Energy is essential to all economic activities, pushing developed and developing economies to pursue long-term stable energy prices and energy supply. These targets are very beneficial to economic development. However, greater energy consumption may increase the possibilities of global warming and climate change. According to the International Energy Outlook of Energy Information Administration (EIA) (2010), the global consumption of marketed energy from all fuel sources will persistently rise over the projection period of 2007–2035. Fig. 1 shows fossil fuels are expected to continue supplying much of the energy used worldwide. Although conventional fuels remain the largest source of energy, the global share of marketed liquids and natural gas consumption will correspondingly fall from 35% in 2007 to 30% in 2035 and from 22% in 2007 to 21% in 2035. On the contrary, the global share of marketed coal, nuclear, and renewable consumption will rise in the same periods. In particular, the global share of renewable consumption will rise from 9% in 2007 to 13% in 2035. It can be seen that clean energy still cannot replace the conventional type of energy use. In the reference case of International Energy Outlook of EIA, the use of liquids grows modestly or declines in all end-use sectors (except for the transportation sector), where in the absence of significant technological advances liquids will continue to provide much of the energy consumed.Energy price shocks are generally acknowledged to have important effects on both the economic activity and macroeconomic policy of industrial countries. Huge and sudden rises in energy prices increase inflation and reduce real money balances with negative effects on consumption and economic output. The most acute supply shocks hitting the world economies since World War II have been the sharp increase of oil and other energy products' prices. Since the 1970s, oil prices in the world market have experienced fluctuations, including rather sharp increases during the first and second oil crises. During the two periods of 1973–1974 and 1978–1979, when the Organization of Petroleum Exporting Countries (OPEC) first imposed an oil embargo and the Iranian revolution disrupted oil supplies, respectively, the prices of a barrel of oil increased from $3.4 to $30. Fig. 2 depicts the time series of international energy prices from 1983 to 2009, showing energy prices rapidly rising from $16 to $26 after the Gulf War in 1990. Due to a decline in 1999 following the Asian financial crisis, energy prices fell from $20.28 to $11.13. Since 2000, oil prices have been on an upward trend with repeated fluctuations. In particular, oil price volatility in the crude oil market rose spectacularly during 2004–2008. By March 13, 2008, the West Texas Intermediate (WTI) spot crude oil price had spiked to a historical high of $110.21 per barrel. EIA (2009) estimated that the January 2010 WTI futures contract under volatility at that time would be $61 per barrel at the lower limit and $104 per barrel at the upper limit under a 95% confidence interval. As a whole, oil prices are more volatile than prices of natural gas and coal. Although the volatility and historical event turning points of international energy prices are rather different, their long-term trends are quite similarAs energy prices play a critical role in influencing economic growth and economic activities, we want to analyze the linkage of international energy prices and macroeconomic variables in Taiwan with linear and asymmetric frameworks. This study is motivated by two reasons. First, several studies have indicated that oil price shocks have a significantly negative impact on industrial production (e.g., Mork, 1989, Hooker, 1996, Hamilton, 1996, Bernanke et al., 1997, Hamilton, 2003 and Hamilton and Herrera, 2004), yet little is known about the relationship between other energy prices and economic activities. Second, some studies already consider the asymmetric relation in terms of the impact of an oil price change or its volatility on industrial production and stock returns (e.g., Mork, 1989, Mork et al., 1994, Sadorsky, 1999 and Papapetrou, 2001). However, these studies use zero as a cutoff point for distinguishing oil price changes into up (increase) and down (decrease) segments. The aforementioned studies may encounter some problems. First, using a predetermined value as a trigger point lacks any statistical verification. Second, they neglect the asymmetric association to accurately gage varying degrees of the impacts of energy price changes on the macroeconomy. Third, the two-regime model based on the value of a variable (greater than zero or less than zero) is somewhat arbitrary. Is it true that a very small increase in energy prices changes would have a significant negative effect on economic activities? Although oil price changes certainly affect economic activities, they will also affect the production sector when the oil price increase exceeds a certain economical threshold level. Finally, each energy price change may have different threshold values. Therefore, a two-regime model based on the value of zero is arbitrary. To cautiously respond to these arguments, we need more rigorous econometric models. On the country level, oil is of particular importance to many Asian economies as most are net importers of this energy product. Because Taiwan is in fact an island country with limited indigenous energy resources and its energy import rate reached over 99.32% at the end of 2009, it has been identified as one of six Asian economies (including Japan, Philippines, Singapore, South Korea, and Thailand) that are easily subjected to world oil price fluctuation (Aoyama and Berard, 1998). For government authorities, understanding the different impacts of energy price changes on economic output would allow applicable policies to react to these shocks. This study applies the multivariate threshold error correction model (MVTECM) by Tsay (1998) to analyze the impacts of different international energy price changes on Taiwan's macroeconomic activities. The energy price changes are treated as the threshold variable to test whether there is an asymmetric association in the multivariate VAR model. While it has been confirmed that the VAR model has an asymmetric threshold effect in the energy price–macroeconomy relationship, it is necessary to separate the regime based on the specified threshold values of each energy price change. We further analyze different impacts of an energy price shock on industrial production under different regimes. The rest of this paper is as follows: Section 2 gives an overview of the related literature on oil price shocks and macroeconomic activity. Section 3 illustrates data sources and the methodology. Section 4 covers the empirical analysis. Finally, Section 5 addresses some concluding remarks and policy implications.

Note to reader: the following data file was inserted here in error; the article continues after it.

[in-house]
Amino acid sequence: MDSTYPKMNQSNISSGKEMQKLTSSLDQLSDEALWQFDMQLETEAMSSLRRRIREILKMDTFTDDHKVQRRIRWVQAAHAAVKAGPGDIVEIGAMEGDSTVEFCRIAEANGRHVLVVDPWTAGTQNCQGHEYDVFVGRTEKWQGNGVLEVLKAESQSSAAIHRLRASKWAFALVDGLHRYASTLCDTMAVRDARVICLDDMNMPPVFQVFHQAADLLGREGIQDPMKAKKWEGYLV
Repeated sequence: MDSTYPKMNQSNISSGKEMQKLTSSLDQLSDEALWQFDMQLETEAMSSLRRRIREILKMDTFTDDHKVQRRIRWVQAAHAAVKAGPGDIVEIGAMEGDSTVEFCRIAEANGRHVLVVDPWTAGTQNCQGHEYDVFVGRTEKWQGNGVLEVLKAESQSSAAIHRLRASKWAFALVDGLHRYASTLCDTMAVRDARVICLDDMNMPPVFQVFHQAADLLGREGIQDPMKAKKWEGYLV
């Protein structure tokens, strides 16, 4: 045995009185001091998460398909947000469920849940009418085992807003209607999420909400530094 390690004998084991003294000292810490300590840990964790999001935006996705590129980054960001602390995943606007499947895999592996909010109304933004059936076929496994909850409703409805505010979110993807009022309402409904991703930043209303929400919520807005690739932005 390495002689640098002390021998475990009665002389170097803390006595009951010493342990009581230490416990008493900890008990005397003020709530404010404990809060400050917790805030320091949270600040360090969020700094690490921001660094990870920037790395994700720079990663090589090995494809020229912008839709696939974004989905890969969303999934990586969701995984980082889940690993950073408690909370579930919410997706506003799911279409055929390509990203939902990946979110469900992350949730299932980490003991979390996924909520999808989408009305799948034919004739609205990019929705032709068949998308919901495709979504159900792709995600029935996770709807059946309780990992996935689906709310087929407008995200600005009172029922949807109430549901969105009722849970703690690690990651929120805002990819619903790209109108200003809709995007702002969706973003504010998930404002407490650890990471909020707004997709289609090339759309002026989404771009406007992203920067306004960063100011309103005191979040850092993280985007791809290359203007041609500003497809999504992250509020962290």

نتیجه گیری انگلیسی
Following the 2003 Iraq War and from the increased oil demand from developing countries, Asian countries have been filled with tension and uncertainty after oil prices began to rise again in early 2004. As oil prices have increased, we refocus attention to the issue of energy price change and its impact on economic activities. Even though there are some related studies of the use of an asymmetric relation to examine the impact of an oil price change on an economy, research studies do not consider the speed of oil price adjustment before estimation and also neglect the impact from oil price shocks. To overcome the weakness of prior studies, we apply the multivariate threshold VAR model proposed by Tsay (1998), whereby the threshold value determined by the dataset delineates the sample instead of using the arbitrary zero as a cutoff point. We explore the speed of response (delay periods d) and the degree of critical level (threshold value c) as a consequence of the impact of a positive energy price change and its shock. The results confirm that there exists a threshold non-linearity relationship between energy prices and macroeconomic variables. The optimal threshold levels are 2.48% in terms of oil price change, 0.66% in terms of natural gas price change, and 0.25% in terms of coal price change. Due to Taiwan's high economic development, the threshold of the critical level is greater as evidenced by the positive impact of an oil price change and its shock. The optimal threshold value seems to vary according to how an economy depends on imported energy and the attitude towards accepting energy-saving technologies. If a country has a higher energy import ratio and acquires a higher ratio of energy use in the industrial sector, then it will have a shorter delay in terms of its economic response from the positive impact of an energy price change. As our results indicate, the delay from the threshold variable is only one month for an oil price change, while coal and natural gas price changes both incur two months. Compared to other energy price changes (i.e., coal price and natural gas price), oil price changes have the largest explanatory effect on Taiwan's industrial production. Moreover, such changes better explain industrial production than the real interest rate when oil price changes exceed the threshold value (regime two). For Taiwan's labor market, international energy price shocks have a positive effect on the unemployment rate in the short term, implying that an increase in energy prices will increase the cost of production which in turn results in a higher level of unemployment. Policy implications derived from this study need to be clarified. In order to design an applicable energy price policy, we need to consider the asymmetric relationships between energy prices and the macroeconomy. In particular, we have to capture a degree of economic tolerance zone that protects the economy from the impact of an international price change and its shock. It is evident that oil prices have the largest threshold level of economic tolerance among the major international energy prices for Taiwan. By inspecting the pattern of energy consumption in the industrial sector, we can explain this phenomenon. In the energy balance sheet published by the Bureau of Energy, the overall proportion of coal consumption in the industrial sector is 0.88, while the overall ratio is 0.74 for imported liquid natural gas, and 0.53 for crude oil and petroleum products. Higher coal and natural gas prices will directly increase production and operating costs. Therefore, firms are more sensitive to the energy price fluctuations. They merely are able to prevent minor price increases from harming their economic benefits. Based on our evidence, when an international energy price change exceeds an estimated optimal threshold level, energy price shocks will have a significant effect on industrial production. To cope with the situation, government authorities should adopt tariff reductions, subsidies, and adjust domestic energy prices at different times. These measures may reduce any impacts directly from international energy price fluctuations. Even though we have found possible factors to explain Taiwan's macroeconomic fluctuations and the speed of adjustment from the impact of energy price shocks, there are still some limitations to this research, including a host of possible exogenous factors that may affect macroeconomic variables and delay of the effect such as the degree of openness of the economy and fiscal and exchange rate policies (e.g., Bohi, 1991). These omitted variables may be included in future analyses for testing the robustness of the result. In addition, international energy price changes may impact open economies both directly and indirectly. Future research studies can identify these direct and indirect channels of oil price shocks on the labor market.